‘Folds’ is set in the world of daytime TV reality shows, as an assistant producer comes to suspect that there is something not right about the incredibly fat boy who appears on the show. Further revelation leads him to a horrific discovery about the child’s abilities, one that brings to mind an old episode of The Twilight Zone, but Boatman has grounded his story in the present day media world, satirising its worst excesses and asking who really are the monsters here, the fat boy, who has an agenda of his own, or the millions watching who do so simply to feel good about themselves. Generally though it’s the horror stories in this collection that are the most conventional, as with ‘The Drop’, in which a jealous husband plans to kill his rival in a boating ‘accident’ and vice versa, but both their plans are cast awry by the intervention of an unexpected third party, the story well written but not really going anywhere interesting, with the outré element too intrusive and arbitrary to work. ‘Katchina’ is another story that addresses old tropes, but does little more than that, with a wife discovering that her bullying husband is a serial killer when his victims return to claim what is rightfully theirs. More substantial is ‘The Long Lost Life of Rufus Bleak’ in which a black preacher is brought back from the dead to serve an otherworldly power, reflecting on his past and questioning his reason to be, realising that he has become every bit as monstrous as the Klansmen who murdered him.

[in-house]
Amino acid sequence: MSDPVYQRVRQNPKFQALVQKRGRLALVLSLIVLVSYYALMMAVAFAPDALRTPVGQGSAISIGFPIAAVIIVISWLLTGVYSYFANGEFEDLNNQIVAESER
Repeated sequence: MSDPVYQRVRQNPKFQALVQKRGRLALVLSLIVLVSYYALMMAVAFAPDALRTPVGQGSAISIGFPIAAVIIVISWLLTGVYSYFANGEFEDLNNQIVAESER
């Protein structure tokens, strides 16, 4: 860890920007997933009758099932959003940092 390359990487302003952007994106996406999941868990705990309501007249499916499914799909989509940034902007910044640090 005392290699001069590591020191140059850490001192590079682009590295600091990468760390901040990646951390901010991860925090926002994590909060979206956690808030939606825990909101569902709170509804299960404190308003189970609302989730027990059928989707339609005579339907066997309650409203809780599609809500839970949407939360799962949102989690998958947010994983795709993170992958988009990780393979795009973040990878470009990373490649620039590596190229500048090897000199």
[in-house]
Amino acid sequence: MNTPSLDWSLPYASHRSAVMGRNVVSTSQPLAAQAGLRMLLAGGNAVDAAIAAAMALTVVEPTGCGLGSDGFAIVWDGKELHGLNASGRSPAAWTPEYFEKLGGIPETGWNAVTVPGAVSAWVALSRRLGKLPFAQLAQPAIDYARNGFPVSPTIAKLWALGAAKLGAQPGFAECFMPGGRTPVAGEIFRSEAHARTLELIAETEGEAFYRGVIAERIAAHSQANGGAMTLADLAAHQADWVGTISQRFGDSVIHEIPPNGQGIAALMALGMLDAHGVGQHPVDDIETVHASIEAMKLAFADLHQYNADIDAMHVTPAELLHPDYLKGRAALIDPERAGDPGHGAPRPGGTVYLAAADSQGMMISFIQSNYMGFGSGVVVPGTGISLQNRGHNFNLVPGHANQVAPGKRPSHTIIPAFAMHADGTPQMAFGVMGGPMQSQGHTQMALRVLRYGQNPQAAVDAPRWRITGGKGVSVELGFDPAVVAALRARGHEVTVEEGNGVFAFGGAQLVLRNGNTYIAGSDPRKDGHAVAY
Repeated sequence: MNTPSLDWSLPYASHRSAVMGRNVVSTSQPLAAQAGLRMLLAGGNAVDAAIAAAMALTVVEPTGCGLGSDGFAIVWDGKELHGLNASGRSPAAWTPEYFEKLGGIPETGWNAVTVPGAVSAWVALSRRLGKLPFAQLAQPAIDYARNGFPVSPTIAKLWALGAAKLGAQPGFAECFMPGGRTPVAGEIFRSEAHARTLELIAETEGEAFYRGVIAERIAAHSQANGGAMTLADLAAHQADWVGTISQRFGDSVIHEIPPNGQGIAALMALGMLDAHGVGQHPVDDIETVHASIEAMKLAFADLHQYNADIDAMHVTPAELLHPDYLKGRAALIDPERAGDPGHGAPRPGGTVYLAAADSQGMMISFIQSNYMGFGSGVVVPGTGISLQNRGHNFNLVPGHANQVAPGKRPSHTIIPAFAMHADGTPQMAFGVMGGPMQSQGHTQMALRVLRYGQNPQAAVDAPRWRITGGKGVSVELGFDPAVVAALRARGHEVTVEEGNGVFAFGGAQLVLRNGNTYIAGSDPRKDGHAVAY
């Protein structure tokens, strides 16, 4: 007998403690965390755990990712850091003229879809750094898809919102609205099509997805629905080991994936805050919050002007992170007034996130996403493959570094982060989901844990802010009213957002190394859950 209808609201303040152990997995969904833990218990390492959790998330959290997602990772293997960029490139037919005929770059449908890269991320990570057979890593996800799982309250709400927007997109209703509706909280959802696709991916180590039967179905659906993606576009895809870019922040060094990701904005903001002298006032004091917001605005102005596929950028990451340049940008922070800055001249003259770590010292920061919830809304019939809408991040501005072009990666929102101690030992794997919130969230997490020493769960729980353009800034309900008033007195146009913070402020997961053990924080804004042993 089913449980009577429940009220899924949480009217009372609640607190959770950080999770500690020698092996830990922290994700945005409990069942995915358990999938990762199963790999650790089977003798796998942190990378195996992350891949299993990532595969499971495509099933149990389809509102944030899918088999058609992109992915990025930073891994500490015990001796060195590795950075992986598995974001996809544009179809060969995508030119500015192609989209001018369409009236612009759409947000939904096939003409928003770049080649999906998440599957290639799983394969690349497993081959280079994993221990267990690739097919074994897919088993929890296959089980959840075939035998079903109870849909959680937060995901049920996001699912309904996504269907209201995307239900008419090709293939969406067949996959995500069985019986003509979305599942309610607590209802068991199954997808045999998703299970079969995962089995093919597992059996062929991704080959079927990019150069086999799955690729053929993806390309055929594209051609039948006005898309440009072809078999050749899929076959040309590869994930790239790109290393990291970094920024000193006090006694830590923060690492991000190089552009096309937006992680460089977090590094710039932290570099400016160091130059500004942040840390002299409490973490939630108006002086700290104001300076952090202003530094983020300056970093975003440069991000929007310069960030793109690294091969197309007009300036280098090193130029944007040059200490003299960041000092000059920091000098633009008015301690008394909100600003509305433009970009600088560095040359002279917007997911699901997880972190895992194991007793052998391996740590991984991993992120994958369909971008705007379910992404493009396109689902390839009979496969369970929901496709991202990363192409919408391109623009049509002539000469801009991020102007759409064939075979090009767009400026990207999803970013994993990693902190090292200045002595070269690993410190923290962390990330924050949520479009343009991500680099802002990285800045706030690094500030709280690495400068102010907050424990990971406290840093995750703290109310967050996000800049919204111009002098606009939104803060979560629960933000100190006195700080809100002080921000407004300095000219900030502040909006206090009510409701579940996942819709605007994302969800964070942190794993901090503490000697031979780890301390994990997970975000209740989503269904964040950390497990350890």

God Laughs When You Die is an impressive collection. While some stories may seem a little lacking in substance, and the level of violence may deter some readers (not so much X as Generations X/S), there is no doubting the prose skills of the writer, his flare for a telling line or metaphor, the anger that informs his work and willingness to push at boundaries.
(TO BE CONTINUED)